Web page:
Otolaryngology Online Journal

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Mini Review - Otolaryngology Online Journal (2021) Volume 11, Issue 6

Endoscopic Management of Aural Myiasis: Experience of Two Decades

Cartine K*

University New Heaven, 300 Boston Post Rd, West Haven, CT 06516, United States

*Corresponding author:

Cartine K

University New Heaven, 300 Boston Post Rd, West Haven, CT 06516, United States

Email: cartine.k@gmail.com

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Background: The present study was undertaken to compare the efficacy of toendoscopic removal with conventional techniques in aural myiasis patients.

Methods: The 338, aural myiasis patients in study group were treated using Hopkine rigid toendoscope, the visible crawling caudal end of maggots was grasped with forceps & removed. Rests were identified from crawling movements or the visible caudal end buried in EAC and middle ear cavity and removed. Complete maggots clearance of ear cavity from EAC to middle ear cavity was done and same was repeated on other side if needed. Equal number of patients was treated using head light.

Results: The mean age in two groups was 55.5 years (range 02-68) in aural myiasis patients. There were 56.5% males and 43.5% females. Mean duration of aural symptom in both groups was 2 days. Endoscopically mean number of 42 maggots (range-10- 62) were removed in first sitting as compared to conventional technique where mean of 28 (range 10-48) maggots were removed (p<0.001). The mean duration of endoscopic treatment was 2days whereas in control group it was 6days. The difference was statistically significant (p<0.001).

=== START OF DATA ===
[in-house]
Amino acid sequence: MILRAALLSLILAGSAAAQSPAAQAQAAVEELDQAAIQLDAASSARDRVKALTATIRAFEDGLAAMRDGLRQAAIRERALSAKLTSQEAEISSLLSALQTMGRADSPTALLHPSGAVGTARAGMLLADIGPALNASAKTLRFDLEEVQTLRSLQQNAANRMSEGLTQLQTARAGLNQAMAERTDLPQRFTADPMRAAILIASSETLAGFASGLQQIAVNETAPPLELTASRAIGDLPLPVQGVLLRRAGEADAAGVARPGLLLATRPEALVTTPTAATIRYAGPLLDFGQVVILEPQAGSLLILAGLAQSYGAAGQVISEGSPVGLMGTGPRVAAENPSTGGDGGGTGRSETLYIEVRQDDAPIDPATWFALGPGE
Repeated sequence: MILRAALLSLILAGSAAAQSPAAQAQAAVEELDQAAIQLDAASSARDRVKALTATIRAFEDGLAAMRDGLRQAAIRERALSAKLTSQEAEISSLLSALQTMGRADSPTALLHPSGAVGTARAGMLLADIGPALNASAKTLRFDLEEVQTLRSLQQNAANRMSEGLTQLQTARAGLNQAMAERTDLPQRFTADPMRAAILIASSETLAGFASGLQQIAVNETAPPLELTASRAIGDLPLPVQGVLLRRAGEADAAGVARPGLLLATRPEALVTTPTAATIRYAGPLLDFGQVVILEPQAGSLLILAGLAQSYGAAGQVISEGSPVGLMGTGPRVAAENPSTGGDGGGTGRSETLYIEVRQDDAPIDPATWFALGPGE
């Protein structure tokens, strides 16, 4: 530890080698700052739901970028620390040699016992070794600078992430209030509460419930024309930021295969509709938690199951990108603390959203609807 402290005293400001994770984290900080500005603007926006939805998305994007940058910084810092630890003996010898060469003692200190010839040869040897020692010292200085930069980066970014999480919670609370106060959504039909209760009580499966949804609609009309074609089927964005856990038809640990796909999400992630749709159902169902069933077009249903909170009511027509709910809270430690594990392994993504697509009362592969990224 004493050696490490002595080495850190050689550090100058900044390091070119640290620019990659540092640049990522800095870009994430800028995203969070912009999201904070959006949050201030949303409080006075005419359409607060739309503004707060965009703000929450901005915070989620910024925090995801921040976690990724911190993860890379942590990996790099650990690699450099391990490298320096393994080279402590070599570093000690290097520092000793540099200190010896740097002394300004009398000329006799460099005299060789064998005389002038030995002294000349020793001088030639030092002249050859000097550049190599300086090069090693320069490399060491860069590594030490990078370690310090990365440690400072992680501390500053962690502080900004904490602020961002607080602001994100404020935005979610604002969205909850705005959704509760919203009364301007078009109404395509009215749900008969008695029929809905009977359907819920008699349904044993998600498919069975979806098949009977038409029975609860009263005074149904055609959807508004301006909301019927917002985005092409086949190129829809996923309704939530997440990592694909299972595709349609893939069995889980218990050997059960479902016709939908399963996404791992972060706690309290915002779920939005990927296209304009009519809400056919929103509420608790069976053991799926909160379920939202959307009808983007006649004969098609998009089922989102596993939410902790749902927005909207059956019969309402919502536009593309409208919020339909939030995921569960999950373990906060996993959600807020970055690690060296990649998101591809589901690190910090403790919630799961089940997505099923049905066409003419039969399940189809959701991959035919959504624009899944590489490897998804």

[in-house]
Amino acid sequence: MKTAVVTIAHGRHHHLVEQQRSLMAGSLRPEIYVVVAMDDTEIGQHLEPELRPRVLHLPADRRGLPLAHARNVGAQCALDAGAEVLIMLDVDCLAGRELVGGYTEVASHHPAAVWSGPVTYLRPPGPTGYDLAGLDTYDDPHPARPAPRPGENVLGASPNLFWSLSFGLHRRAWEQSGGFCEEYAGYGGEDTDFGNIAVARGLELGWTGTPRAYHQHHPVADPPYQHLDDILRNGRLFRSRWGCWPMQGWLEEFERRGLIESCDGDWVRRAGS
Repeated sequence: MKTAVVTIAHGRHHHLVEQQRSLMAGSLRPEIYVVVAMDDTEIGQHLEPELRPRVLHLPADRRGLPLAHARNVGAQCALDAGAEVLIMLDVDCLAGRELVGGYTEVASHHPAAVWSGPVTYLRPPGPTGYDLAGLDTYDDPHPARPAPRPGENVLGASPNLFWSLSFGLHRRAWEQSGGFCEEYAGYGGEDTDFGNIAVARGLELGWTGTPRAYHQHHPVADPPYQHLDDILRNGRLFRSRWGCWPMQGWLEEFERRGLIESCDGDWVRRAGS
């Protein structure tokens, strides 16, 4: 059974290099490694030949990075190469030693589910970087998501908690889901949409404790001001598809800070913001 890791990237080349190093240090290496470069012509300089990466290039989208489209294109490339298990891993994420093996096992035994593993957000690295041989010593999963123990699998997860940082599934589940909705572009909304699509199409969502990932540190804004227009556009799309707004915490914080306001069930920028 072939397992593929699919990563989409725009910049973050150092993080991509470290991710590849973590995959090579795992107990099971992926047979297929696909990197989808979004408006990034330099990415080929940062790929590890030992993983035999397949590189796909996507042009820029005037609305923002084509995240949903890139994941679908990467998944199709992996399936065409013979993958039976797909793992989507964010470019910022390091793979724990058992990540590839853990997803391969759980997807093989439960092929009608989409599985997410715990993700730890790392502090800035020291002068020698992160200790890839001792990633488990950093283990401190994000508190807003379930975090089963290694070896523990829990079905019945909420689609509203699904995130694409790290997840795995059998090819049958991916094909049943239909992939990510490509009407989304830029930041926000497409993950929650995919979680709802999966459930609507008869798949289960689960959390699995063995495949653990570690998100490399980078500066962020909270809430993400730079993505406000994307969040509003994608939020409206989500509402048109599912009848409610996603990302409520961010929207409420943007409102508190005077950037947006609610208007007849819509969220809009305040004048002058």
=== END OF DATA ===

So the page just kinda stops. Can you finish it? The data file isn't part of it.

Conclusion: Otoendoscopic procedure is superior to the conventional extraction method for removal of aural maggots. The larvae located in deep and inaccessible areas can be identified and removed easily. The disease was controlled in shorter time and ensures less damage to the middle ear structures.

Abbreviations: CSOM: Chronic Otitis Media; ASOM: Acute Supurative Otitis Media; MRM: Modified Radical Mastoidectomy.


Aural myiasis, a common otorhinolaryngological clinical entity in tropical counties is changing into rare because ofeconomic development and improved hygiene. It is an opportunistic parasitic infestation of human additionally as animals caused by house fly larvae (maggots). Aural myiasis involves infestation of external ear, middle ear or both. This can be classified as accidental, facultative (opportunistic) or obligate. There are many factors responsible for myiasis like low socioeconomic status, immune compromised state, mental retardation, neglected chronic otitis media (CSOM) and unhygienic living conditions. The misery is generally associated with trauma, wounds and ulcerative lesions of skin and mucosa. Although, myiasis is a self-limiting disease, however, if not treated it may lead onto fatal complications like intracranial penetration.